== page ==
Fiery Liz was probably the first taxi to have been used in the South West and possibly the first wedding car. It belonged to Mr G. H.Pruen who was the owner of The Clarence Hotel on the sea front and he would use it to ferry his guests to and from the railway station. It was a two cylinder, 6.5 horse power, Daimler Wagonette built in 1897 by The Motor Mills factory in Coventry and would have cost about £375 when new. It was bought by Mr Pruen in 1903. Fiery Liz was so named because the engine had a tendency to backfire.
In 1903 it was used as a wedding car for the marriage of James George Andrews and Rosa Gough In Weston Super Mare. This photograph shows the car and guests outside Gough’s Engineer’s workshop which was in Palmer Street, Weston Super Mare and is now Weston Furniture House.
The car was in constant use until about 1929 when it is said that it had travelled 500,00 miles, it being used as a “school bus” in its latter years.
On the Esplanade: above, date unknown (note ‘Burnham and Somerset Daily Sketch’ advert); below, in front of National School with trailer, believed to have collected the season’s concert party (probably for the Pavilion), trailer used to carry props.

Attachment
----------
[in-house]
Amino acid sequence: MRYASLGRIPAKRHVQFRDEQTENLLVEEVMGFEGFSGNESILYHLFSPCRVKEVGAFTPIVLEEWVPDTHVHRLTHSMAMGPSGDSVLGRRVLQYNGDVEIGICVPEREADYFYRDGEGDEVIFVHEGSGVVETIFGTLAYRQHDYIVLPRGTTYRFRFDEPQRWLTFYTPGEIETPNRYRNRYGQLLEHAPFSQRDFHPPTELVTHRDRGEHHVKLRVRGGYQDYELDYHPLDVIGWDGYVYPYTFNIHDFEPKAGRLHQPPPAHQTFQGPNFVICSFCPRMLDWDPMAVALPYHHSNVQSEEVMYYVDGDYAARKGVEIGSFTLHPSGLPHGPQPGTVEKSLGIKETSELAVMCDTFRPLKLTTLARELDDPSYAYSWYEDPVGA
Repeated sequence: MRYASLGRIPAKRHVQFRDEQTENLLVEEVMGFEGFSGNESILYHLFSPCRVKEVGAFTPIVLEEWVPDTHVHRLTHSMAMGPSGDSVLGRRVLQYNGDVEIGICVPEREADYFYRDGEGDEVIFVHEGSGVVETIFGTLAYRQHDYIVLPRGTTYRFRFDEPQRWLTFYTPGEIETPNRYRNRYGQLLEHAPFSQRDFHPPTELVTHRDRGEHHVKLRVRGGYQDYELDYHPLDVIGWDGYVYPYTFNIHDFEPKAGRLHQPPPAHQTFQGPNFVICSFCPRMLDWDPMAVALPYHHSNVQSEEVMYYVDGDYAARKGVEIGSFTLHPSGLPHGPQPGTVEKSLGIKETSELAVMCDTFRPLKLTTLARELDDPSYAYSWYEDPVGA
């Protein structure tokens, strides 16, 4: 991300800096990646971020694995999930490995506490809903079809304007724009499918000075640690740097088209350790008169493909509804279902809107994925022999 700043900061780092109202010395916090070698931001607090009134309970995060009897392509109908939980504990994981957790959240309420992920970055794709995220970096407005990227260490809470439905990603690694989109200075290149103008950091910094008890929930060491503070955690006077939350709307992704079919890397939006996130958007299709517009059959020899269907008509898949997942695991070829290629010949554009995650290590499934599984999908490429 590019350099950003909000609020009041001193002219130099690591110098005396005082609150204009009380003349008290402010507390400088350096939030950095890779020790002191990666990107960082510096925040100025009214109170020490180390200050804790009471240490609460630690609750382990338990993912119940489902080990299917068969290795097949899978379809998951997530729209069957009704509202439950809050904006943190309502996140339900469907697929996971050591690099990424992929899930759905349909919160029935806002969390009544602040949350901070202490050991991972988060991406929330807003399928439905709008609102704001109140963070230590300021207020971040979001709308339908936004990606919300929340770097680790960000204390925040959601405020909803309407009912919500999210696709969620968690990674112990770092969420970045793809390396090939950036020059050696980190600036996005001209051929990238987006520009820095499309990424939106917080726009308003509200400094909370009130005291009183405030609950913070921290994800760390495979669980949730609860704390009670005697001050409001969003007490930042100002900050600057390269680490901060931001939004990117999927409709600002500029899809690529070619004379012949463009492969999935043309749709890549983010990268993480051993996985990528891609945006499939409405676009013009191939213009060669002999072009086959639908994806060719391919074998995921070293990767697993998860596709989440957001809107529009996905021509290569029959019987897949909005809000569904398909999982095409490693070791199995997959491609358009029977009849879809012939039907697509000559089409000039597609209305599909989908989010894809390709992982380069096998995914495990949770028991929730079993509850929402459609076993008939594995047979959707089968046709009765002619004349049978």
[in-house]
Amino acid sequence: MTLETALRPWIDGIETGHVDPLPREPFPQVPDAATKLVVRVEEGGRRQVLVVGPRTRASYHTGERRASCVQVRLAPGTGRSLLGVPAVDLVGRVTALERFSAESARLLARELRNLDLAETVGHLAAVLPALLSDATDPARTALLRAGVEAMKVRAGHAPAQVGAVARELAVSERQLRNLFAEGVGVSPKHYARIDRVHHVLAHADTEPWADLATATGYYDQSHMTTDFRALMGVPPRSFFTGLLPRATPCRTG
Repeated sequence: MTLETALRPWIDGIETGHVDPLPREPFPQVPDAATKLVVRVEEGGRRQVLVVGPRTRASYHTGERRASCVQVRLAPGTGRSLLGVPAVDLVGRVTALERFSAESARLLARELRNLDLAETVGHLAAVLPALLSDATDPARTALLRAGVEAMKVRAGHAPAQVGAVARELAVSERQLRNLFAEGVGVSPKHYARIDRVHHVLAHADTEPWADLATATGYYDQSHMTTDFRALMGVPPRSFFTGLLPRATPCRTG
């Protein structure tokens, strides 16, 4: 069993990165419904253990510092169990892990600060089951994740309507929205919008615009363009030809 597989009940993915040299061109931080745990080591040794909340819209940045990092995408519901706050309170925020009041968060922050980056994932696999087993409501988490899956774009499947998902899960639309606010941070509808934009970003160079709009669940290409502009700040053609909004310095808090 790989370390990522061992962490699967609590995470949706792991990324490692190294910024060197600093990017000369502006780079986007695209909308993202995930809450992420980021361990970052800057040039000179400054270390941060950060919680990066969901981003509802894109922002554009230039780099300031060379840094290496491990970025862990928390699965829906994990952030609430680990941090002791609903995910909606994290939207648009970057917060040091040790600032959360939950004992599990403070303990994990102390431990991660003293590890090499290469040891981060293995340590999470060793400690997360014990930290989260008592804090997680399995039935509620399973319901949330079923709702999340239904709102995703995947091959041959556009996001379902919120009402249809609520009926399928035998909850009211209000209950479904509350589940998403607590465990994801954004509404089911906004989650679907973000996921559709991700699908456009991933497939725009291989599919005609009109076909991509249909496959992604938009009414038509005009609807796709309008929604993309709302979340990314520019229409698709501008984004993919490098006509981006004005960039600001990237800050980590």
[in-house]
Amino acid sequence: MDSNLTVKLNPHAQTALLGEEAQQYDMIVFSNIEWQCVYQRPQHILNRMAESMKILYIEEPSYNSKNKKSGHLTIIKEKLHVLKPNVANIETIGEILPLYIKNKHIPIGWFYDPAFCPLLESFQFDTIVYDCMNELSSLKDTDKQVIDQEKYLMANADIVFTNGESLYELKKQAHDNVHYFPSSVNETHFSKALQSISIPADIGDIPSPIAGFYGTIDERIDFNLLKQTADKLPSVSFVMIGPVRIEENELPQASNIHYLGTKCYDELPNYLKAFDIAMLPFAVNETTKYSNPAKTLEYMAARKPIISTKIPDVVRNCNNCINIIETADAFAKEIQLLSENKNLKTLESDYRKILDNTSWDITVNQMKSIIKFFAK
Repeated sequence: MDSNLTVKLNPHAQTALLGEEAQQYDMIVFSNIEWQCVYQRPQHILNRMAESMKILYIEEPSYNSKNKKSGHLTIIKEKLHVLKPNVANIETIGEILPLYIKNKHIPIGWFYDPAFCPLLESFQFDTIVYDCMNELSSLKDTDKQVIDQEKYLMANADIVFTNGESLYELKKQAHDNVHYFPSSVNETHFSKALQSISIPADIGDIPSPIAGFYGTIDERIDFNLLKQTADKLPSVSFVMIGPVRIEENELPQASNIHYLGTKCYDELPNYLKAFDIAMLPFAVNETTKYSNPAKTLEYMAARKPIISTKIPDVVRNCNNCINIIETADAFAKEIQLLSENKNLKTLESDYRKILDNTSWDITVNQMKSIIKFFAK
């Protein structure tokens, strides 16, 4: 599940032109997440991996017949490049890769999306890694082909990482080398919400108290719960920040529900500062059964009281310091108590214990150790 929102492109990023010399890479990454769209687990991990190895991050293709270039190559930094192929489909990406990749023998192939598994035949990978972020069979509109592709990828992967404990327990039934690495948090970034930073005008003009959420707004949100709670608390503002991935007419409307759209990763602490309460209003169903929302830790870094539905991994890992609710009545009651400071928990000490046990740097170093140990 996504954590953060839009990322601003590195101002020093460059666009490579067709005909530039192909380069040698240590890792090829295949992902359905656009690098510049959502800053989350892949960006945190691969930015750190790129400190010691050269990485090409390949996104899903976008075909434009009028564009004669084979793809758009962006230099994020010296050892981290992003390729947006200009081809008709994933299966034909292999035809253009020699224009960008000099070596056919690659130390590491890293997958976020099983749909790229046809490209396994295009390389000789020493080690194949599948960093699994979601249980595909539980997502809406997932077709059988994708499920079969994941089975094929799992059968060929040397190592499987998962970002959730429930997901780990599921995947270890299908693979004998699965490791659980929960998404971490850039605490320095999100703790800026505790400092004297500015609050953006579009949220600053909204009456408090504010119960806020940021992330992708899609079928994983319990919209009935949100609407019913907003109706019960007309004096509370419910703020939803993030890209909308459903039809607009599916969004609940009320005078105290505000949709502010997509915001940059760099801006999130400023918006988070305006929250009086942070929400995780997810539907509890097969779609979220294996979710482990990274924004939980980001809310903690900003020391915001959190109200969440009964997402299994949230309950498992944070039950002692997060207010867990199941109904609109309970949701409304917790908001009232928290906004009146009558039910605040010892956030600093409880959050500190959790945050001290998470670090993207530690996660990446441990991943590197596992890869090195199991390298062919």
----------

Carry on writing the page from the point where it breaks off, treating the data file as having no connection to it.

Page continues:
Albert Hauser, of the Hauser’s ironmongery business recalled in 1989 a trip with George Pruen in Fiery Liz in “the Old Crocks race”:
“The race was from London to Eastbourne and we used 16 gallons of petrol and 52 gallons of water just to get to Croydon. The whole trip took us a week and Uncle George, as he was known to everyone, seemed to have friends everywhere. Even if we stopped at a wayside pub he was sure to get a big welcome from the landlord.” (Weekly News 14th Dec 1989)
The vehicle was driven to Bristol museum on its last journey on 19th May 1947 where it was to be exhibited. It was by then fifty years old and struggled to get up hills on the A38. Maximum speed was about 12 mph and at some point the driver had to get out and push!
Fiery Liz is now proudly displayed at The Haynes Motor Museum in Sparkford, near Yeovil where it is amongst the earliest motorised vehicles and has it’s own display area near to the entrance.
A fixed penalty notice was sent to Bristol Museum claiming that Y-99 had been spotted in the London congestion zone on 17th February 2003 despite it not having been driven since 1947. The error was said to be “a computer glitch”